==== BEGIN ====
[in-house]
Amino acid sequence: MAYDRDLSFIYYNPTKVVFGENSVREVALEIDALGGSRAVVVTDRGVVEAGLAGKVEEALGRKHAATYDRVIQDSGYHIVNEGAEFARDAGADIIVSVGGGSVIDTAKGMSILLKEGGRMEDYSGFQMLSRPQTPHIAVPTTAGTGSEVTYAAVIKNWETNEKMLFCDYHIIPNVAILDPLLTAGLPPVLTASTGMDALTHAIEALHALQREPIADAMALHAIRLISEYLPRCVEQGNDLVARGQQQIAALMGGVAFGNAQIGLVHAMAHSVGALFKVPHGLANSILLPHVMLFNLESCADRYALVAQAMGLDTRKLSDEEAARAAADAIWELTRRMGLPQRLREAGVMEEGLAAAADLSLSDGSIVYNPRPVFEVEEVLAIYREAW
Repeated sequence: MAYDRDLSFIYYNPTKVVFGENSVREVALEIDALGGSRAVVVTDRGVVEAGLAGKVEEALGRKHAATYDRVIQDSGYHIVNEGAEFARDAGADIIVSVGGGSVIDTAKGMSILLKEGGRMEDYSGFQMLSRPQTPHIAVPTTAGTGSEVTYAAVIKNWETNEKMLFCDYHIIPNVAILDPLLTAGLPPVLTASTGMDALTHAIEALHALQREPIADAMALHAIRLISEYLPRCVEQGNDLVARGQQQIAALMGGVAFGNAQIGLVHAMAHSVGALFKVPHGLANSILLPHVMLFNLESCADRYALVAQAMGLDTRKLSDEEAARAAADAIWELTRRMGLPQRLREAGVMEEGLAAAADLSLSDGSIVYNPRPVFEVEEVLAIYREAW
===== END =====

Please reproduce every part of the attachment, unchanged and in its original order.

[in-house]
Amino acid sequence: MAYDRDLSFIYYNPTKVVFGENSVREVALEIDALGGSRAVVVTDRGVVEAGLAGKVEEALGRKHAATYDRVIQDSGYHIVNEGAEFARDAGADIIVSVGGGSVIDTAKGMSILLKEGGRMEDYSGFQMLSRPQTPHIAVPTTAGTGSEVTYAAVIKNWETNEKMLFCDYHIIPNVAILDPLLTAGLPPVLTASTGMDALTHAIEALHALQREPIADAMALHAIRLISEYLPRCVEQGNDLVARGQQQIAALMGGVAFGNAQIGLVHAMAHSVGALFKVPHGLANSILLPHVMLFNLESCADRYALVAQAMGLDTRKLSDEEAARAAADAIWELTRRMGLPQRLREAGVMEEGLAAAADLSLSDGSIVYNPRPVFEVEEVLAIYREAW
Repeated sequence: MAYDRDLSFIYYNPTKVVFGENSVREVALEIDALGGSRAVVVTDRGVVEAGLAGKVEEALGRKHAATYDRVIQDSGYHIVNEGAEFARDAGADIIVSVGGGSVIDTAKGMSILLKEGGRMEDYSGFQMLSRPQTPHIAVPTTAGTGSEVTYAAVIKNWETNEKMLFCDYHIIPNVAILDPLLTAGLPPVLTASTGMDALTHAIEALHALQREPIADAMALHAIRLISEYLPRCVEQGNDLVARGQQQIAALMGGVAFGNAQIGLVHAMAHSVGALFKVPHGLANSILLPHVMLFNLESCADRYALVAQAMGLDTRKLSDEEAARAAADAIWELTRRMGLPQRLREAGVMEEGLAAAADLSLSDGSIVYNPRPVFEVEEVLAIYREAW